What's in the stock? What's not in the company?
That's how I like to view the two-pronged process of determining what to pay for a stock.
If you want to pick stocks you have to have a view of what a company can do in any business cycle.
At first glance Nvidia is wildly expensive versus Nucor. But when you look deeper, maybe not. Nucor's stock just jumped about 40% from earlier in the summer. There's a lot of good news in the stock.
Nvidia's been consistent. I would like to think there is never enough good news in the stock, but that's a little gutsy. It just does so well no matter what the circumstances I often want to take the "what's in the stock off the table."
But now more important, what's in the company. When you see Nvidia selling at 50 times earnings what that usually means is that when we look back at how it did we will discover that it wasn't at 50 times earnings, it just turned out that the quarters were so much better that the stock turned out to be much CHEAPER than you thought.
Nucor? Just the opposite. It's at six times earnings, but that low multiple usually means that the earnings are going to fall off a cliff and it will look very expensive, maybe 20 times earnings or worse. If it weren't such a good company then it would be or worse for certain as you would expect from the highly levered Cleveland-Cliffs (CLF) .
Now there are all sorts of judgments you can make using this kind of thinking. The banks all have low multiples but they can be very deceptive. I know many think that the stock of Morgan Stanley (MS) which has been exceptional and up 51% with a 14 p/e has gotten ahead of itself. I look at things quite differently. I think that it no longer is a traditional bank. It's more of a wealth adviser for all sorts of demographics. That's a better business than a bank.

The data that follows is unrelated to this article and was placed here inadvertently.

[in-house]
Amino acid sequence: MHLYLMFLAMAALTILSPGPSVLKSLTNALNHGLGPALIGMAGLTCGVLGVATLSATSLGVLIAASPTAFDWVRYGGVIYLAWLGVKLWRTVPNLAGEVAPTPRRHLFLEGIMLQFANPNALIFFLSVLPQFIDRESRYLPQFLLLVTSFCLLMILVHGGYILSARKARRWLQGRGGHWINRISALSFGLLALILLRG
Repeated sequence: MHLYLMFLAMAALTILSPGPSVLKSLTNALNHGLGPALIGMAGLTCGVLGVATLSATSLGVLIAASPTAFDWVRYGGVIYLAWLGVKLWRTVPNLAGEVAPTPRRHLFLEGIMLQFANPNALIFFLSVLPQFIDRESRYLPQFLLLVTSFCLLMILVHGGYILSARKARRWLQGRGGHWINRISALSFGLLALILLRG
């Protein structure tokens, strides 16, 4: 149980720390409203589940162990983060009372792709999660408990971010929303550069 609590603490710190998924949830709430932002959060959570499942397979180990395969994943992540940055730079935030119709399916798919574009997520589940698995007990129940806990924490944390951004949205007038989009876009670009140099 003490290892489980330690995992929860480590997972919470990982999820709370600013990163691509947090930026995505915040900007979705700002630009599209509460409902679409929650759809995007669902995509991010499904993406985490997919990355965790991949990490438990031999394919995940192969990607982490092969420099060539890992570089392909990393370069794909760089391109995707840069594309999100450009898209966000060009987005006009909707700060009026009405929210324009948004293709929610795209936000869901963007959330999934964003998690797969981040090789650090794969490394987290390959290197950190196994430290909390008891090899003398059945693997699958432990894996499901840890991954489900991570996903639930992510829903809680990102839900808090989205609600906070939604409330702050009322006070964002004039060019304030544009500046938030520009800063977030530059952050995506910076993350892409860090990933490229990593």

Goldman Sachs (GS) , however, even after its remarkable run, up 55% for the year, sells at just 7 times earnings. That's like Nucor; a belief that the earnings just won't be there next year and this year's numbers are just unlikely to be replicated.
Or how about construction. Deere (DE) is at 38 times earnings but Caterpillar (CAT) is at 21 times earnings. I would rather have Deere because its got infrastructure, but, more important ag, which, with these new food stamps and high grain prices looks very good. Cat's got mining - which is very strong and infrastructure, which is good, too. But that last quarter simply wasn't up to snuff.
What you are trying to do when you do this exercise is figure out what to avoid because it looks cheap but will turn out to be expensive - as say Micron (MU) is turning out to be - or looks expensive but turns out is a real bargain.
Think about that before you buy or sell anything. You don't want to throw away a perfectly good stock because its p/e is high. I would be more worried if its p/e is low. That's how perfect the market is usually. It's the imperfections that make the best investments.